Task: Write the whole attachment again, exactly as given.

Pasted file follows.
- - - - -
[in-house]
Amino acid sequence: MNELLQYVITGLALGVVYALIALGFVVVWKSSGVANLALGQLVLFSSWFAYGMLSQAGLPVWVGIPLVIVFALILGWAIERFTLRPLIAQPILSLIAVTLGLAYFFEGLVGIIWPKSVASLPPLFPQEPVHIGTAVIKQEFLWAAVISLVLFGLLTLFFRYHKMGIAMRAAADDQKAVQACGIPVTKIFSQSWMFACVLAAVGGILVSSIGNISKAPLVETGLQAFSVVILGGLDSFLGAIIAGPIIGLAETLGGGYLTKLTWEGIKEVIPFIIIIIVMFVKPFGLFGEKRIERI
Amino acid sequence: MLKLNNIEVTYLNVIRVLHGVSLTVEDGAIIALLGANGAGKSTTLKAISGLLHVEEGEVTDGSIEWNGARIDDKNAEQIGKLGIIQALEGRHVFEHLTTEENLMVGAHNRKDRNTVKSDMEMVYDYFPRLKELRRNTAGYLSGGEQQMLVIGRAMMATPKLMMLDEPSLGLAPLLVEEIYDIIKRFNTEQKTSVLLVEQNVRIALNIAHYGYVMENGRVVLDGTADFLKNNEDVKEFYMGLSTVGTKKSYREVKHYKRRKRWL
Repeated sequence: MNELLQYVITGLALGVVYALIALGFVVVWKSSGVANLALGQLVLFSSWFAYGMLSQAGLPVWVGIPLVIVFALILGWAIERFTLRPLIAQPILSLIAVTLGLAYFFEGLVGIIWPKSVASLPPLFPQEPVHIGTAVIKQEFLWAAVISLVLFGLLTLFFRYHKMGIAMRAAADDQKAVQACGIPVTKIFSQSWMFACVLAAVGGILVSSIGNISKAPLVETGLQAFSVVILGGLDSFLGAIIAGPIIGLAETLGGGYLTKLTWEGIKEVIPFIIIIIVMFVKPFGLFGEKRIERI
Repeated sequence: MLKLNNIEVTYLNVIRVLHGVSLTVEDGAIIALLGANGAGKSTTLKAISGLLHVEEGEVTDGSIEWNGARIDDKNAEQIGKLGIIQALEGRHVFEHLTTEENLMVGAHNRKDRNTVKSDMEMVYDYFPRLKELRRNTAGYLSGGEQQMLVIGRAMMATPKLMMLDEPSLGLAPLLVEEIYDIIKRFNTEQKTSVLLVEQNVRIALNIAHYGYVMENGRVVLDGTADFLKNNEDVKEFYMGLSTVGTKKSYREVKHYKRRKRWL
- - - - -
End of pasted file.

[in-house]
Amino acid sequence: MNELLQYVITGLALGVVYALIALGFVVVWKSSGVANLALGQLVLFSSWFAYGMLSQAGLPVWVGIPLVIVFALILGWAIERFTLRPLIAQPILSLIAVTLGLAYFFEGLVGIIWPKSVASLPPLFPQEPVHIGTAVIKQEFLWAAVISLVLFGLLTLFFRYHKMGIAMRAAADDQKAVQACGIPVTKIFSQSWMFACVLAAVGGILVSSIGNISKAPLVETGLQAFSVVILGGLDSFLGAIIAGPIIGLAETLGGGYLTKLTWEGIKEVIPFIIIIIVMFVKPFGLFGEKRIERI
Amino acid sequence: MLKLNNIEVTYLNVIRVLHGVSLTVEDGAIIALLGANGAGKSTTLKAISGLLHVEEGEVTDGSIEWNGARIDDKNAEQIGKLGIIQALEGRHVFEHLTTEENLMVGAHNRKDRNTVKSDMEMVYDYFPRLKELRRNTAGYLSGGEQQMLVIGRAMMATPKLMMLDEPSLGLAPLLVEEIYDIIKRFNTEQKTSVLLVEQNVRIALNIAHYGYVMENGRVVLDGTADFLKNNEDVKEFYMGLSTVGTKKSYREVKHYKRRKRWL
Repeated sequence: MNELLQYVITGLALGVVYALIALGFVVVWKSSGVANLALGQLVLFSSWFAYGMLSQAGLPVWVGIPLVIVFALILGWAIERFTLRPLIAQPILSLIAVTLGLAYFFEGLVGIIWPKSVASLPPLFPQEPVHIGTAVIKQEFLWAAVISLVLFGLLTLFFRYHKMGIAMRAAADDQKAVQACGIPVTKIFSQSWMFACVLAAVGGILVSSIGNISKAPLVETGLQAFSVVILGGLDSFLGAIIAGPIIGLAETLGGGYLTKLTWEGIKEVIPFIIIIIVMFVKPFGLFGEKRIERI
Repeated sequence: MLKLNNIEVTYLNVIRVLHGVSLTVEDGAIIALLGANGAGKSTTLKAISGLLHVEEGEVTDGSIEWNGARIDDKNAEQIGKLGIIQALEGRHVFEHLTTEENLMVGAHNRKDRNTVKSDMEMVYDYFPRLKELRRNTAGYLSGGEQQMLVIGRAMMATPKLMMLDEPSLGLAPLLVEEIYDIIKRFNTEQKTSVLLVEQNVRIALNIAHYGYVMENGRVVLDGTADFLKNNEDVKEFYMGLSTVGTKKSYREVKHYKRRKRWL